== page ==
Banned Books Week displays packed with copies of dusty books by dead white men still emerge annually, though thankfully, this has really changed over the last year or two as more people understand that while yes, Catcher in the Rye was banned at some point, that’s not the target of contemporary censors. But in the wake of this change has come another interesting one. More and more people continue to recommend the most challenged and banned books as ones others should read.
On its face, this is far from a bad thing. YES, we want more people to pick up and read incredible stories like Gender Queer and All Boys Aren’t Blue. Both encapsulate the real target of book bigotry right now, and both are incredible stories by essential voices.
But they aren’t the only ones.
Because book bans are so overwhelming right now, it’s easy to keep reaching for these notoriously maligned titles as recommended reads. They’re also pointed to as proof of “success” in a really odd way: those books have done financially okay with being targets, as their rise in bans has brought them onto more adult radars, and more adults have used their adult money and access to buy those books from retailers. “Adult” here is key. The real victims of book bans are not the grown-ups who can buy the books but the young people who cannot.
I brought this up during a recent banned books week talk. So, too, did authors like Malinda Lo. In an era where thousands of books are being banned and thousands more challenged, how come we’re still only hearing the titles of a few and conflating those stories with the stories of every other author being censored right now? They’re representative of some things but certainly not of all things.
Book banning impacts me personally: Body Talk has been banned in at least two districts, with several other districts having restricted it or debated banning it. Yet, Body Talk does not show up on banned books reading lists or displays or in the recommendations by gatekeepers of great banned books to read. Why would it? It’s at the bottom of the lists for “most” banned, and thus, is not and cannot be given the status as those we see in reports from PEN or ALA. As cool as Harpers Bazaar‘s list of “every banned book in America” is, it’s not really helpful. It’s just a new way to look at the database kept by Dr. Tasslyn Magnusson.
But it’s been banned, and the book bigots have lodged some really painful complaints about it. In the case where Body Talk was not removed, the two complaints came from school board members, and they used the language used in every other dumb complaint since this wave began. Neither here nor in other cases, including that by Bruce Friedman, who has targeted my books because of a so-called “hit piece” I wrote on him, has led to an increase in sales of Body Talk. Indeed, that remains the only book of mine to still not even earn out its advance — my other two earned out in under a year of publication. Body Talk was published in 2020, and like most authors being banned, those bans and challenges have offered zero lift to sales nor to knowledge of the book itself.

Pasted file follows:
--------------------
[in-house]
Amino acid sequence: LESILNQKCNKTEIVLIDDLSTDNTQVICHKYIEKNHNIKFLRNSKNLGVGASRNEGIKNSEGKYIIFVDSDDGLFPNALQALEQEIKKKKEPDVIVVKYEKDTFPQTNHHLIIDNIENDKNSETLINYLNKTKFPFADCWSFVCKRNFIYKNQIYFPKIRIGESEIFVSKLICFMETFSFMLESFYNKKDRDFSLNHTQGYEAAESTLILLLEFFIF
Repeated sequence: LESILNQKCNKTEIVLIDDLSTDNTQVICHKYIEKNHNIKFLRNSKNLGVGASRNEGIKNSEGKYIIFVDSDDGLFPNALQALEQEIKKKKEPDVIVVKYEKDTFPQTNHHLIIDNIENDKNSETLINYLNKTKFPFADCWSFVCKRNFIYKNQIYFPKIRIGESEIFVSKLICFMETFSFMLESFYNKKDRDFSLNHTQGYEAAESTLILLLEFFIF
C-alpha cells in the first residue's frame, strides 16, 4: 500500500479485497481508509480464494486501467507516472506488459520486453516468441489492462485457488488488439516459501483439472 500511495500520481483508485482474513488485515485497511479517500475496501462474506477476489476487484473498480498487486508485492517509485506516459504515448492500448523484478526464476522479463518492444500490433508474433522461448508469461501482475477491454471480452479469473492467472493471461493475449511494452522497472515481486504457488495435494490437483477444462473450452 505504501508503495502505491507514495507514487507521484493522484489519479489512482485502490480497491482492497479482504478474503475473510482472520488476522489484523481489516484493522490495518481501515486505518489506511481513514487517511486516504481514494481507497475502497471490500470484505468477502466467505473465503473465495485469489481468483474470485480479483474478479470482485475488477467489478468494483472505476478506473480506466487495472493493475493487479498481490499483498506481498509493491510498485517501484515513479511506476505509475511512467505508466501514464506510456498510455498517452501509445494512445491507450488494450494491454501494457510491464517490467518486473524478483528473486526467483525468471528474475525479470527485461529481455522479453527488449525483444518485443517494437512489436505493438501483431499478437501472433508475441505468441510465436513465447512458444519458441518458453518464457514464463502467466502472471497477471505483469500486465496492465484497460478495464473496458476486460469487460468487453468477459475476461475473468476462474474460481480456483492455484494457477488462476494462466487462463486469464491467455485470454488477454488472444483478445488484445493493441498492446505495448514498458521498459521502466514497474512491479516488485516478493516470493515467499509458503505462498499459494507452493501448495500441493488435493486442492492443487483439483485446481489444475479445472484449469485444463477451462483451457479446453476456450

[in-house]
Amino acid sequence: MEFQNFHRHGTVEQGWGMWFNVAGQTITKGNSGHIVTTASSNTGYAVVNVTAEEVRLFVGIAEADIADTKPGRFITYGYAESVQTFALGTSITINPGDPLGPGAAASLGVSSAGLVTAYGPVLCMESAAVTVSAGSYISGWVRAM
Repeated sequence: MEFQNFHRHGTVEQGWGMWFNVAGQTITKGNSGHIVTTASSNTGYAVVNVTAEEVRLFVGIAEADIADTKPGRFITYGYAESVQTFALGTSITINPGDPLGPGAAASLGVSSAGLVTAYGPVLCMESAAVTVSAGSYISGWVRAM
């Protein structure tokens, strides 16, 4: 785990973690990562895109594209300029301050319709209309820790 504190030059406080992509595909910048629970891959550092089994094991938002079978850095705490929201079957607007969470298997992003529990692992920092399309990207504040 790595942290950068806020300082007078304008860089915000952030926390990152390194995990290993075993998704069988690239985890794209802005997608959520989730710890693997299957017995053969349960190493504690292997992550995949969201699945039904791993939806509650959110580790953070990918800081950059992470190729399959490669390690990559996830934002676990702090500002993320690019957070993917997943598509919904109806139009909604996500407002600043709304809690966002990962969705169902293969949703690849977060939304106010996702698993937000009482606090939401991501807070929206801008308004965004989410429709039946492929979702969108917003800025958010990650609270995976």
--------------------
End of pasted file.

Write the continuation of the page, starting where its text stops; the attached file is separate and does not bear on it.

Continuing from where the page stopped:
So what can be done about this? We don’t want to stop talking about the most banned books, and we shouldn’t. But how can information about those books falling in the middle of the flurry of bans get some more attention? Those titles that aren’t getting on splashy graphics and book lists everywhere?
The answer seems pretty simple: highlight them.
Thanks to the help of PEN America, I’ve acquired a list of every book banned in American schools this year. The list includes a total of 1,557 unique books banned in the United States during the 2022-2023 school year. I’ve pulled out the middle 20 titles of this dataset, so books that, when ranked by number of bans, fell in the roughly 750-800 range of all titles. I further shorted the list randomly when I recognized that these books had something in common (read the paragraph after the list to understand that decision).
Several of the titles in this range are parts of series that have had additional volumes removed. — for instance, the manga Soul Eater by Atsushi Ohkubo had volumes 1-5 all banned — and to make it easier, I have collapsed them into a single title (i.e., you’ll only see Spy x Family, Volumes 1-6 as a single entry). That means the numbers here might not add up to 20.
- Spy Family, Volumes 1-6 by Tatsuya Endo
- Mary’s Monster: Love, Madness, and How Mary Shelley Created Frankenstein by Lita Johnson
- Odd One Out by Nic Stone
- Queen of the Sea by Dylan Meconis
- Written in Bone: Buried Lives of Jamestown and Colonial Maryland by Sally M. Walker
- Bodies Are Cool by Tyler Feder
- Brave Face by Shaun David Hutchinson
- The Remedy by Suzanne Young
- Two Degrees by Alan Gratz
- My Life as an Ice Cream Sandwich by Ibi Zoboi
- Soul Eater, Volumes 1-5 by Atsushi Ohkubo
- Percy Jackson’s Greek Gods by Rick Riordan
- From the Notebooks of Melanin Sun by Jacqueline Woodson
- Wintersong by S. Jae-Jones
- Hold Still by Nina LaCour
- What on Earth Is a Pangolin? by Edward R. Ricciuti
- American Panda by Gloria Chao
- Black Boy Joy: 17 Stories Celebrating Black Boyhood by Kwame Mbalia
- Blood Water Paint by Joy McCullough
- We Are Here to Stay: Voices of Undocumented Young Adults by Susan Kuklin
Something noteworthy here — the number of times these books have been banned in the last year is…once. That is the kind of level of removal we’re dealing with and why it’s important to consider the whole scope of this book censorship. Most books are only banned in one or two places. Of the 1,557 titles on the list, 1,202 were banned once. That is, 77% of all book bans at U.S. schools in the 2022-2023 school year happened at a single school.